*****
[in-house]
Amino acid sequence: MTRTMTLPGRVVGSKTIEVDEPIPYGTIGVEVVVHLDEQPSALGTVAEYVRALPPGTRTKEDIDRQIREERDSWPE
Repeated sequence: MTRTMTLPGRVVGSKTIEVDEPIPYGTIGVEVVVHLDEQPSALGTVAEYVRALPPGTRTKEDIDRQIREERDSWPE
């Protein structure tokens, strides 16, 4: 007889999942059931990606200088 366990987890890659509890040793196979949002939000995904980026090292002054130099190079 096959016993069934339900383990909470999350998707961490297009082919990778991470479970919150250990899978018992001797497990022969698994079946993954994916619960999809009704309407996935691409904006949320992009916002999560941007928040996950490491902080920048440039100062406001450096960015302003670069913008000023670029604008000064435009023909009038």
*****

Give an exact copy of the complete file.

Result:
[in-house]
Amino acid sequence: MTRTMTLPGRVVGSKTIEVDEPIPYGTIGVEVVVHLDEQPSALGTVAEYVRALPPGTRTKEDIDRQIREERDSWPE
Repeated sequence: MTRTMTLPGRVVGSKTIEVDEPIPYGTIGVEVVVHLDEQPSALGTVAEYVRALPPGTRTKEDIDRQIREERDSWPE
């Protein structure tokens, strides 16, 4: 007889999942059931990606200088 366990987890890659509890040793196979949002939000995904980026090292002054130099190079 096959016993069934339900383990909470999350998707961490297009082919990778991470479970919150250990899978018992001797497990022969698994079946993954994916619960999809009704309407996935691409904006949320992009916002999560941007928040996950490491902080920048440039100062406001450096960015302003670069913008000023670029604008000064435009023909009038």